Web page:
Residents ordered to leave buildings due to fire-safety concerns tell court they want to be allowed to stay
Residents of three Dublin properties that the High Court has ordered must be vacated over fire-safety concerns want to be allowed to remain in the premises.
Earlier this month the High Court granted Dublin City Council (DCC) injunctions requiring the residents of premises at 100, 101 and 104 Seville Place, Dublin - which are all divided into several flats or bedsits - to immediately vacate the properties.
Inspections carried out by senior fire safety officials at DCC had revealed that the three properties are in very poor repair, and if a fire started in any of the buildings it would spread very quickly.
The risk to persons living in the four-story buildings is so serious that their continued use for residential purposes should be prohibited until several serious fire safety deficiencies are addressed, DCC claims.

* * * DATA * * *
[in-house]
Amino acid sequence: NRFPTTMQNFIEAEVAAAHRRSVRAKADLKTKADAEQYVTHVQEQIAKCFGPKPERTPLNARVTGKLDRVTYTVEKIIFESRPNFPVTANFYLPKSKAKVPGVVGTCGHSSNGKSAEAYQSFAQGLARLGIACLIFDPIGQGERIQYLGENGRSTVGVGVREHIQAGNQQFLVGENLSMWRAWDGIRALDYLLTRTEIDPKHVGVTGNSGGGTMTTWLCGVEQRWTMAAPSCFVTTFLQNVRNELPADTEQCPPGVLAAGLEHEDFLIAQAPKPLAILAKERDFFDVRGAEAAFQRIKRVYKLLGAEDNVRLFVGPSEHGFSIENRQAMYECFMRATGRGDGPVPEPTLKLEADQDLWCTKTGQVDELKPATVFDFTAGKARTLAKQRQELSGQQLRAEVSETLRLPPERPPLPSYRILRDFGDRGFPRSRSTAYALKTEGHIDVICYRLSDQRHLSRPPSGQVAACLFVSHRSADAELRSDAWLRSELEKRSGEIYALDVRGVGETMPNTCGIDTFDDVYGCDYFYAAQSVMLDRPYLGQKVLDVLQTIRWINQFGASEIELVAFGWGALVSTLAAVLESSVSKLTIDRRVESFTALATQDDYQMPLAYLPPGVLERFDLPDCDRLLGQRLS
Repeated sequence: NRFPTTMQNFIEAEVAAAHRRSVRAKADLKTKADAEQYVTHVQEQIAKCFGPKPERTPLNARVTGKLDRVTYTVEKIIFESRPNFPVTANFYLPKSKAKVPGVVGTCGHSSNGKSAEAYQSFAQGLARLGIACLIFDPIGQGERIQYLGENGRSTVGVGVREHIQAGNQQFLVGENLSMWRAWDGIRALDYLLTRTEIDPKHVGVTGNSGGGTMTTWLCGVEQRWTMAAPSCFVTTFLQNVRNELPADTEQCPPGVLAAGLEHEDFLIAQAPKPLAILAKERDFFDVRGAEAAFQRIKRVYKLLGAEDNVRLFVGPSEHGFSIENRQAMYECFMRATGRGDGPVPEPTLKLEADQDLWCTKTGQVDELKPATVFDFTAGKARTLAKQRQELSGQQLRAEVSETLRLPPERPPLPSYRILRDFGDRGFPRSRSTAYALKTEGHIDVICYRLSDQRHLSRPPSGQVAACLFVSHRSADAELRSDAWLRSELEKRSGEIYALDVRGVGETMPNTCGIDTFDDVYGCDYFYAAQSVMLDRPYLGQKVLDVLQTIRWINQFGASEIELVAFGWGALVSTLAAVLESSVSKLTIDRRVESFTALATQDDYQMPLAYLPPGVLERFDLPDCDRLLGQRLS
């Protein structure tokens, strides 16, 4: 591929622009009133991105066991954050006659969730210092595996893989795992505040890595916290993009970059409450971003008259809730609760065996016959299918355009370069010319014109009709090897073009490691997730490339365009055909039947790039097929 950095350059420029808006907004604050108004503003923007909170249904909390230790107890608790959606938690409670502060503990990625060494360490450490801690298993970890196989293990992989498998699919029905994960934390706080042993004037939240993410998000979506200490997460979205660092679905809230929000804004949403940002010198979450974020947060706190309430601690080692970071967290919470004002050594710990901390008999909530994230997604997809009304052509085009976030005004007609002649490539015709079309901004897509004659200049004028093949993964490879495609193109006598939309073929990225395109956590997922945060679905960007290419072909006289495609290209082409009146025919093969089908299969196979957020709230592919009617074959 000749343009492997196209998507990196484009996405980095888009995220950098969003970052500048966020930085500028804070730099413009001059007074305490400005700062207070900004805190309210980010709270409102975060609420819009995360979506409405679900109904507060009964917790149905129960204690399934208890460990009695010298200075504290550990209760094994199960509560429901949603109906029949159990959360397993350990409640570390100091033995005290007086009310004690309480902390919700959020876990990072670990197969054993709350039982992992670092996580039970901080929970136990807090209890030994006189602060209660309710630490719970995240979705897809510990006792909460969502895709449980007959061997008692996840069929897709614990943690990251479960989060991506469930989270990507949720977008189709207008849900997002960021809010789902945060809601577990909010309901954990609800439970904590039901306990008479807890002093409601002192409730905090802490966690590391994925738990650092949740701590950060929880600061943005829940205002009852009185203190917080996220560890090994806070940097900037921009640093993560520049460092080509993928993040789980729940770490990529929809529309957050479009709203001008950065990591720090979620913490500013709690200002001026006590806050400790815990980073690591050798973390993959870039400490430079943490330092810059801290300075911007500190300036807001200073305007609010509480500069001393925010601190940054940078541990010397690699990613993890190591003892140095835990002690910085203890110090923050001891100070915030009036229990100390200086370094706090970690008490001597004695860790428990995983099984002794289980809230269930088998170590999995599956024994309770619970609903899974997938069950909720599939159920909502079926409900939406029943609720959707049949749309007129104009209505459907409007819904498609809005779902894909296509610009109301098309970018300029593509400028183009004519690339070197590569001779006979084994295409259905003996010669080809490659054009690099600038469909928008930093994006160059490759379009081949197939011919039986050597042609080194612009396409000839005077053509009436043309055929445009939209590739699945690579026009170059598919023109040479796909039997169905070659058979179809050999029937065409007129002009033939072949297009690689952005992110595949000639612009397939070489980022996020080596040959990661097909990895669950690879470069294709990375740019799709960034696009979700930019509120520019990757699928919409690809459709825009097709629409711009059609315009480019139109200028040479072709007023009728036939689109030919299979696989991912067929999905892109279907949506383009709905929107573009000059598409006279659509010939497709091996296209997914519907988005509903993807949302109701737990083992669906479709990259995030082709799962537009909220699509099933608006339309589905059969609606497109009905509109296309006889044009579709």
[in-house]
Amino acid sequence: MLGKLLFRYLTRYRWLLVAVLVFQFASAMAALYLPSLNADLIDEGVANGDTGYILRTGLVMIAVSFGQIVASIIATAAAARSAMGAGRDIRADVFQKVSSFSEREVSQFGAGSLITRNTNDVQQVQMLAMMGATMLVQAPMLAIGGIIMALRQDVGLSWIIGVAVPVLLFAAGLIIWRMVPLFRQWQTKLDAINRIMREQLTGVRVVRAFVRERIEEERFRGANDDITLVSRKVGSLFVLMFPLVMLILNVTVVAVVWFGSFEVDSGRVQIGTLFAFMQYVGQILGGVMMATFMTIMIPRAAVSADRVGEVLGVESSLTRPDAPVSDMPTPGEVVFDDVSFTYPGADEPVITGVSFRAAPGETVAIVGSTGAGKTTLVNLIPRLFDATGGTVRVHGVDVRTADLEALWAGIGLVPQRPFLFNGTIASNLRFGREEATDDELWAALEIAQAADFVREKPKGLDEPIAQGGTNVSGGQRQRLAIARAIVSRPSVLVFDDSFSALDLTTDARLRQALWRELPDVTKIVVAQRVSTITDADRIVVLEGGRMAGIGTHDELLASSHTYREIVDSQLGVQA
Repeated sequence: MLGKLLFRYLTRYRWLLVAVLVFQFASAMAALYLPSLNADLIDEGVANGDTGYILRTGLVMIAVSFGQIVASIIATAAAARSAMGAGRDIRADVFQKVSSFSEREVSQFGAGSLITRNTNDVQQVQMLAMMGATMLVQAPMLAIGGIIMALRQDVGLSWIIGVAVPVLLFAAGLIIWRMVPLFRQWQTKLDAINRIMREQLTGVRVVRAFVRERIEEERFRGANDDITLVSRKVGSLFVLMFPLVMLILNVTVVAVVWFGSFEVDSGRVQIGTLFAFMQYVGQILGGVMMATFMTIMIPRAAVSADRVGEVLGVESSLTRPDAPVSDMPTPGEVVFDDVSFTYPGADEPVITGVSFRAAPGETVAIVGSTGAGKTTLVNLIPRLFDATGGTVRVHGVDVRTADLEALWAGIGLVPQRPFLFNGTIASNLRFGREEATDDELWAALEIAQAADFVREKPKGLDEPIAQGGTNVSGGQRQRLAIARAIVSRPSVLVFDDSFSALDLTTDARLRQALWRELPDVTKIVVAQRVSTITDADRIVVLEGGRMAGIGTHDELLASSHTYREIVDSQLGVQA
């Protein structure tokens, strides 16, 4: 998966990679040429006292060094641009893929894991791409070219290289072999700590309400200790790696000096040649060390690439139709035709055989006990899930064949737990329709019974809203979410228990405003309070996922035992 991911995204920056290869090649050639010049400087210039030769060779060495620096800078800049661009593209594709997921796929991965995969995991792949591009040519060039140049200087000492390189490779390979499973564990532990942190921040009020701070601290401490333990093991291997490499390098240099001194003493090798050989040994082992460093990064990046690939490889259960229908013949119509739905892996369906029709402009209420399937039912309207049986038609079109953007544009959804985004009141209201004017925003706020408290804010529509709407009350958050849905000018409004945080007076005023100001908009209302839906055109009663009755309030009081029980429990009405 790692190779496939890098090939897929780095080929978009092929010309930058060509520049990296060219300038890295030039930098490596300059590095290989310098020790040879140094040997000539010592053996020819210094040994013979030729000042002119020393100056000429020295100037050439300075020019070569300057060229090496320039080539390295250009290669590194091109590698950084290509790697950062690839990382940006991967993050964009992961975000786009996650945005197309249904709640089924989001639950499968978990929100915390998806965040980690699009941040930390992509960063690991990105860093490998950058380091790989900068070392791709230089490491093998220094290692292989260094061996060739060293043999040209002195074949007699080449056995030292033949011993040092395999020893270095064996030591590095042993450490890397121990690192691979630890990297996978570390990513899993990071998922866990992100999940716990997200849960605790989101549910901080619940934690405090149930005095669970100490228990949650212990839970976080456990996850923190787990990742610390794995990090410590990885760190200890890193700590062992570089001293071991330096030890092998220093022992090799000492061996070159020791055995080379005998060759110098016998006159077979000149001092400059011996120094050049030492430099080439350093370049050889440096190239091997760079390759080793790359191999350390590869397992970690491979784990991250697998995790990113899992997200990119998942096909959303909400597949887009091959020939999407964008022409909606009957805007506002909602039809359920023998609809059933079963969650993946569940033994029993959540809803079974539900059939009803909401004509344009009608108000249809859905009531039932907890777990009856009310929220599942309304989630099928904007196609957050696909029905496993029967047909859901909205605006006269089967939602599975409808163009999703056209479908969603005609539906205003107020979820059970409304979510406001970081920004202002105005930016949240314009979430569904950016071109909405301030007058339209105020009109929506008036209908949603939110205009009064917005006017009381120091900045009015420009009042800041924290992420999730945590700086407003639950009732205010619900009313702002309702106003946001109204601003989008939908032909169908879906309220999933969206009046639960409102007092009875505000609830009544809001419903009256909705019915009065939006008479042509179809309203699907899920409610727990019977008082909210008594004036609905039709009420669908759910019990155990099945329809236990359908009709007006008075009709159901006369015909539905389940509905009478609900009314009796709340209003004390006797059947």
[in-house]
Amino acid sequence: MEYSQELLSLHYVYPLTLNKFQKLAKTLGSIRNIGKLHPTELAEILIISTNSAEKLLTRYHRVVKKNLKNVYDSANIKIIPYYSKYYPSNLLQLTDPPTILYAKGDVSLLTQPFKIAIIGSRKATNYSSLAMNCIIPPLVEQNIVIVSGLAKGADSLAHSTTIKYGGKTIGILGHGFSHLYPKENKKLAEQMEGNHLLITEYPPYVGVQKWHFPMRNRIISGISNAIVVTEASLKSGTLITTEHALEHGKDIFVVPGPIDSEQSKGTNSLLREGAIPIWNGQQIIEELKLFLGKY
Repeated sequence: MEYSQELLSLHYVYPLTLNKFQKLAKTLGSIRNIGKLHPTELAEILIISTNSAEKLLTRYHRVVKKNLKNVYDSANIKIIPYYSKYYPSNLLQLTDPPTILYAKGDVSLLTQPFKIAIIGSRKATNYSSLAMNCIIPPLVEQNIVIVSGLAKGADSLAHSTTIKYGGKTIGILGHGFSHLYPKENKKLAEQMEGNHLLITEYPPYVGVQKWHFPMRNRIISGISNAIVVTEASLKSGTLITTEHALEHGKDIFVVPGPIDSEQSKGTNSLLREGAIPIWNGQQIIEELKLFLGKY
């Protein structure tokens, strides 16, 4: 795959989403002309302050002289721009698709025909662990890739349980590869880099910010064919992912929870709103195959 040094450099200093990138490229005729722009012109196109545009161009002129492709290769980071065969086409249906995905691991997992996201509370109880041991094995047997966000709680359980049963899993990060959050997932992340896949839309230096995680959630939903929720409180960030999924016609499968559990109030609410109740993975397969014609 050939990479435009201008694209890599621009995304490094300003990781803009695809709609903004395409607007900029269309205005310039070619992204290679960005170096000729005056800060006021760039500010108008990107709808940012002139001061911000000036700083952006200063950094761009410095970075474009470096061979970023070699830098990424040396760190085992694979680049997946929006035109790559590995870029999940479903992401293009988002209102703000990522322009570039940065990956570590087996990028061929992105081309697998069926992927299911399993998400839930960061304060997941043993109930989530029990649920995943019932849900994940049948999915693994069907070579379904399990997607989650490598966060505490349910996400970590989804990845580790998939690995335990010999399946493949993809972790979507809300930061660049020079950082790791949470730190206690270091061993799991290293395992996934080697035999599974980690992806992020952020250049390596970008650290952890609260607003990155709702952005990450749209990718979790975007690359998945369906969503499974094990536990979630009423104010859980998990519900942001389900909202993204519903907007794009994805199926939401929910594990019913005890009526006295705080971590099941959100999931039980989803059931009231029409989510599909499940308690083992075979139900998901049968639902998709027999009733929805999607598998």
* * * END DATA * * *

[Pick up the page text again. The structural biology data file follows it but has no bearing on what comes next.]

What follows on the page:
The majority of the residents are foreign nationals.
DCC - represented by Conleth Bradley SC and Karen Denning Bl - sought orders against the owners of the properties Vincent Donoghue and Catherine, otherwise known as Kathleen, Donoghue and Mr Stephen Tennant of Grant Thornton, who was appointed as receiver over the three properties by AIB Mortgage Banks and AIB in October 2016.
Mr Donoghue previously told the court that he has had no control over the properties for almost three years.
At the High Court on Tuesday Mr Justice Micheal Quinn heard an application by lawyers representing some of the residents affected to vary the orders so they can stay in their homes.
Joe Jeffers Bl for the receiver, who is seeking to sell the building, said his client was not contesting the orders.
Counsel said his client does not accept claims that residents at 101 Seville Place have valid tenancies as claimed, and said the receiver has not got rent from the properties since 2017.